NOBLEX PRO 06/150

On a sunny March day, a group of friends and I headed to Sonoma County to location hunt shooting spots.  One of them brought along their Noblex 06/150 - a medium format swing lens panoramic camera - and made some amazing photos with it.  After looking through the funky viewfinder, holding it (that’s my crux; don’t ever let me hold your cool cameras because I will have to buy it!), and then seeing the photos made with it, I was done for.  I immediately put out feelers on my instagram, offering to sell or trade gear to purchase one.  In 24 hours, a deal was done and Abel (@instantflamingo on IG) and I traded some gear - thank you!

Since then, I’ve shot two rolls with it and have been having a lot of fun using it.  It is the chonkiest boi I own (bigger than the Mamiya RB/RZ67!), and probably one of the most unique looking cameras.  If you need specs, support Ken Rockwell’s growing family by checking out his review of the camera, or check out Nick Carver’s YouTube video about it.

Please click on the images; the crop from the blog’s layout does not do the panorama justice!

The lens is a 50mm, which is wide and very nice.  However, because these cameras are hyper-focal at infinity, the focal distance is a bit tricky to nail wide open, which is at f/4.5 (check out the third image where we try to get a group selfie); on top of that, composing on such a wide lens is tricky.  The second image of the cows will attest to this.  I can only hope that with more time spent with the camera and more practice, I’ll be able to fine tune the composition.

So, why this camera? It’s super niche, it only exposes 6 frames per roll of 120 film, and it’s huge.  Simply, and maybe , my plan is to bring it with me when camping - and if adventurous enough, maybe when backpacking - so I can get some panoramic landscape shots.  


DESERT LIGHT

5:15am wake-up call; the birds aren’t even up yet.  We quietly roll out of our sleeping bags, shaking sleep from our eyes.  Nothing is conserved in the desert: energy, water, the light, so we fill every minute with miles towards the East to greet the new day.

There is always a crowd for sunrises/sets and try as we might, we’re never early enough to be one of the first to arrive.  But this isn’t ever a bad thing.  We are a crowd of believers: in the sun, in the moon, in nature and all its glorious beauty.  We sit, we wait, we are awed.  Everyone claps.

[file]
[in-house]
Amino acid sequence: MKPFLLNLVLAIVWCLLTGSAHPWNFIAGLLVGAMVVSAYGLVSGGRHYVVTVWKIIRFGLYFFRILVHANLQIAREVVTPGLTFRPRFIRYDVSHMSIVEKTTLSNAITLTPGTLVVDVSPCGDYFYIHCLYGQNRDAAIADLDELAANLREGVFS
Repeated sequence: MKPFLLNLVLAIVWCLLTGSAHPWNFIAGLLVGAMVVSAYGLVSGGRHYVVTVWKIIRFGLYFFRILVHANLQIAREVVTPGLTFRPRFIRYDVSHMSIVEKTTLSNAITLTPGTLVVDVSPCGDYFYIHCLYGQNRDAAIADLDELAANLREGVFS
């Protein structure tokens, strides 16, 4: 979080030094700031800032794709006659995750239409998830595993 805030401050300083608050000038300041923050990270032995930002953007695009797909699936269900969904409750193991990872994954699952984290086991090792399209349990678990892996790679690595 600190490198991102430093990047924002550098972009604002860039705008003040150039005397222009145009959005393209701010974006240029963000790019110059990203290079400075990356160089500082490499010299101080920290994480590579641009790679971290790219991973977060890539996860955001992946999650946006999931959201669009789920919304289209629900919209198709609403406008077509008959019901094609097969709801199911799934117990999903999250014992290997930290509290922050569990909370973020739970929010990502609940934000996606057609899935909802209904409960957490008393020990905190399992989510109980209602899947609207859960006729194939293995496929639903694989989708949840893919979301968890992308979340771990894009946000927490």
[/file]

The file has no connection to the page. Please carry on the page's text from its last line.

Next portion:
Everything else in between 6am and 5:30pm is just filler.  We busy ourselves with hikes, hiding under canopies, and escaping the sun in any other possible way.  When it’s finally time to welcome the moon and the night, we find ourselves heading to the most Western parts of the park.  The colours of golden and blue hour at sunset are temperamental and impatient; blink and you’ll miss most of it.  But we make sure our eyes are wide open, and by the end of it, they are dried from the arid landscape and caked in sand with the gradients of orange/purple/blue/pink etched into the back of our eyelids.


KODAK TRI-X PAN

If you haven’t already guessed by now, extremely expired Kodak Tri-X Pan is my favourite black and white film stock.  Gordon (@bokchoyboy on IG) gave me my first pro-pack of this stock, I think almost as a joke because it expired in the 1970’s and he found it under a pile of magazines. Since then, he’s given me another two pro-packs of it, and 25 sheets in 4x5.  Honestly, I think he thinks it’ll be completely bunk and yield no results.  Jokes on him, I get back the thinnest negatives, but mostly, the results are pretty great (except sometimes, there’s film degradation that is very obvious and can’t be fixed - see the three images below for example; some weird ass Disclosure looking face filter scratches on the film).

Tri-X Pan is a 320 speed film, but I usually rate it between 80 and 100 ISO.  These photos were shot on a combination of the Pentax 67ii with the 105mm f/2.4 and Chamonix 45-N2 with a 90mm lens.  This is the first roll from a new pack from Gordon, so I’ll have to see if the scratches are persistent throughout all the rolls, though I’m worried it could be a lab issue.

Shout out again to Gordon for the film.  I haven’t shot any of the 4x5 yet, but I’ve at least loaded some holders with them so I have every intention to shoot it in large format.  Stay tuned for those results *fingers crossed*.

Moving forward with this blog, I plan on using it mostly as an actual stream-of-consciousness blog, a documentation of everyday life and what’s going on behind the scenes when I’m not shooting portraits, and sometimes, I’ll talk about gear/film stocks/film processing, etc.  Hope you all stay tuned, follow along, and reach out to talk shop or just say hi.  Happy shooting.

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